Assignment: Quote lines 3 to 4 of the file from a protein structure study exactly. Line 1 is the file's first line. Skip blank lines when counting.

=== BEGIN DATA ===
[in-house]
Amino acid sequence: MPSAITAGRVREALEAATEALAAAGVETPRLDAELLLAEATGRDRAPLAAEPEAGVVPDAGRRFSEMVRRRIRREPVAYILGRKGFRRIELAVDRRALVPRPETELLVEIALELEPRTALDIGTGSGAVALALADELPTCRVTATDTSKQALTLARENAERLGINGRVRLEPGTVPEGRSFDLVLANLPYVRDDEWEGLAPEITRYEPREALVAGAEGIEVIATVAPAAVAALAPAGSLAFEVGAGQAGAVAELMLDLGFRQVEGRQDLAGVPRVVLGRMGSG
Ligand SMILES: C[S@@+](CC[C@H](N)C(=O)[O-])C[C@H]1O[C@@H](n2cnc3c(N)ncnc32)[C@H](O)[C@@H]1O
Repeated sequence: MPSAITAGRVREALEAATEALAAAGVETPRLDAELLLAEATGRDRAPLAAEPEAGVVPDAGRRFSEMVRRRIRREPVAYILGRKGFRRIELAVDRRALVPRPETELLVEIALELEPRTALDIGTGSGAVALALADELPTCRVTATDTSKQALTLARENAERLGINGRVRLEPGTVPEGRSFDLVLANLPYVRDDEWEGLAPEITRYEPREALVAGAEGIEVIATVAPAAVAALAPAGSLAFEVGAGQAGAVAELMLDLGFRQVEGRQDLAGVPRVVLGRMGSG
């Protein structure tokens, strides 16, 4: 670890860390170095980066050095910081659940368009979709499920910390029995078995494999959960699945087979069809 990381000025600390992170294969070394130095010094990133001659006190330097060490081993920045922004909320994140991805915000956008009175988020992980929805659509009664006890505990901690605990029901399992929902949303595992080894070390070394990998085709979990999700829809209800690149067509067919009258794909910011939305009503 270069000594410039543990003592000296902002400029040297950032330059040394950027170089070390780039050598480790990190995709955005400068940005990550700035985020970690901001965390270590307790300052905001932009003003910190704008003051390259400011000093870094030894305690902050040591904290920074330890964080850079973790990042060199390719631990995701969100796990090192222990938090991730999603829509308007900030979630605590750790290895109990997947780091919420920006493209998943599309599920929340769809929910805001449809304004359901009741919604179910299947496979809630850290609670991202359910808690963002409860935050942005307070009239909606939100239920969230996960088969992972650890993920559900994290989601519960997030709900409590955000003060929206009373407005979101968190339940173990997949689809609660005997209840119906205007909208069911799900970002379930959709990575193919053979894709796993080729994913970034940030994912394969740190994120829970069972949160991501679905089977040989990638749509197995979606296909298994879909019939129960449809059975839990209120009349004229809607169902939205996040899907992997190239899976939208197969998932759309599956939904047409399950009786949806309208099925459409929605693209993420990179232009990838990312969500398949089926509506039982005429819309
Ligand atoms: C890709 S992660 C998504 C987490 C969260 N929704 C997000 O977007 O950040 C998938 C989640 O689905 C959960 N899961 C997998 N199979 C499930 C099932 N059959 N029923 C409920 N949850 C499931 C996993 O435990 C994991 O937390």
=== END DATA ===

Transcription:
Ligand SMILES: C[S@@+](CC[C@H](N)C(=O)[O-])C[C@H]1O[C@@H](n2cnc3c(N)ncnc32)[C@H](O)[C@@H]1O
Repeated sequence: MPSAITAGRVREALEAATEALAAAGVETPRLDAELLLAEATGRDRAPLAAEPEAGVVPDAGRRFSEMVRRRIRREPVAYILGRKGFRRIELAVDRRALVPRPETELLVEIALELEPRTALDIGTGSGAVALALADELPTCRVTATDTSKQALTLARENAERLGINGRVRLEPGTVPEGRSFDLVLANLPYVRDDEWEGLAPEITRYEPREALVAGAEGIEVIATVAPAAVAALAPAGSLAFEVGAGQAGAVAELMLDLGFRQVEGRQDLAGVPRVVLGRMGSG